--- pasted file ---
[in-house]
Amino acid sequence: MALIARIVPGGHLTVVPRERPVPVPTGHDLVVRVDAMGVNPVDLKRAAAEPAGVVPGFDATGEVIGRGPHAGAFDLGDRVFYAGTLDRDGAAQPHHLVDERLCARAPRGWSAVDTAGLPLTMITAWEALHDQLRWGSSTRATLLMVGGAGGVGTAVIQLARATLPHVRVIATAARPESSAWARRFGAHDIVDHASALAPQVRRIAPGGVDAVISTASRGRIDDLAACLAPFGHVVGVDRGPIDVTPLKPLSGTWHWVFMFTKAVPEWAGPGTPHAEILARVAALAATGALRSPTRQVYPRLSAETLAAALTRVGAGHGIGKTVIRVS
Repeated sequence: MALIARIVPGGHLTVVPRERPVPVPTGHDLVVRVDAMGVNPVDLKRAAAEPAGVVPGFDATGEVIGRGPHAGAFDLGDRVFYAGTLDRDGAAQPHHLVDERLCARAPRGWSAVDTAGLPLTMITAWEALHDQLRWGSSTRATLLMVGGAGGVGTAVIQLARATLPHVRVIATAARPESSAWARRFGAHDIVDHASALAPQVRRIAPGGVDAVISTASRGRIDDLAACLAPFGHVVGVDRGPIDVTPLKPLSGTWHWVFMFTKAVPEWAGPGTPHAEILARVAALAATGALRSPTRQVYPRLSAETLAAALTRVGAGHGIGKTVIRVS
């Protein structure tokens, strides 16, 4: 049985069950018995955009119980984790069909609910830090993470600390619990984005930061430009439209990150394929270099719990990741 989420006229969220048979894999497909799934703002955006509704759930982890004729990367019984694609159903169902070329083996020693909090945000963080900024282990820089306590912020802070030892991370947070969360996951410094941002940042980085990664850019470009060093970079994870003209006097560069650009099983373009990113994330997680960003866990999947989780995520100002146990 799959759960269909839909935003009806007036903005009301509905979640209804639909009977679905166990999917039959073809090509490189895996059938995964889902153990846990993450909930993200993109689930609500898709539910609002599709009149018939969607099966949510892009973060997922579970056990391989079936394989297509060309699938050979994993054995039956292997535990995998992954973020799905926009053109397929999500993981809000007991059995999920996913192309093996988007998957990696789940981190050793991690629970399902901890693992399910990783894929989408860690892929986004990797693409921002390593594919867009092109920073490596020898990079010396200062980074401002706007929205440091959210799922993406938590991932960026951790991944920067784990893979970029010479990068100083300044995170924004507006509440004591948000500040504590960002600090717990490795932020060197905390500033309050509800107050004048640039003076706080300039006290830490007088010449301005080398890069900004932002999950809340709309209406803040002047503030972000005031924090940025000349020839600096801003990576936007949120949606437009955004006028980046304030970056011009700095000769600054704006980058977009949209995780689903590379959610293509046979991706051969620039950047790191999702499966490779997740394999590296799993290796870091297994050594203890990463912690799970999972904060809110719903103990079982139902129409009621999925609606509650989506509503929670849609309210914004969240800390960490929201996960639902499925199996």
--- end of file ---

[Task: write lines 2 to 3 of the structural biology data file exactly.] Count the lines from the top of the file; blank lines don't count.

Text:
Amino acid sequence: MALIARIVPGGHLTVVPRERPVPVPTGHDLVVRVDAMGVNPVDLKRAAAEPAGVVPGFDATGEVIGRGPHAGAFDLGDRVFYAGTLDRDGAAQPHHLVDERLCARAPRGWSAVDTAGLPLTMITAWEALHDQLRWGSSTRATLLMVGGAGGVGTAVIQLARATLPHVRVIATAARPESSAWARRFGAHDIVDHASALAPQVRRIAPGGVDAVISTASRGRIDDLAACLAPFGHVVGVDRGPIDVTPLKPLSGTWHWVFMFTKAVPEWAGPGTPHAEILARVAALAATGALRSPTRQVYPRLSAETLAAALTRVGAGHGIGKTVIRVS
Repeated sequence: MALIARIVPGGHLTVVPRERPVPVPTGHDLVVRVDAMGVNPVDLKRAAAEPAGVVPGFDATGEVIGRGPHAGAFDLGDRVFYAGTLDRDGAAQPHHLVDERLCARAPRGWSAVDTAGLPLTMITAWEALHDQLRWGSSTRATLLMVGGAGGVGTAVIQLARATLPHVRVIATAARPESSAWARRFGAHDIVDHASALAPQVRRIAPGGVDAVISTASRGRIDDLAACLAPFGHVVGVDRGPIDVTPLKPLSGTWHWVFMFTKAVPEWAGPGTPHAEILARVAALAATGALRSPTRQVYPRLSAETLAAALTRVGAGHGIGKTVIRVS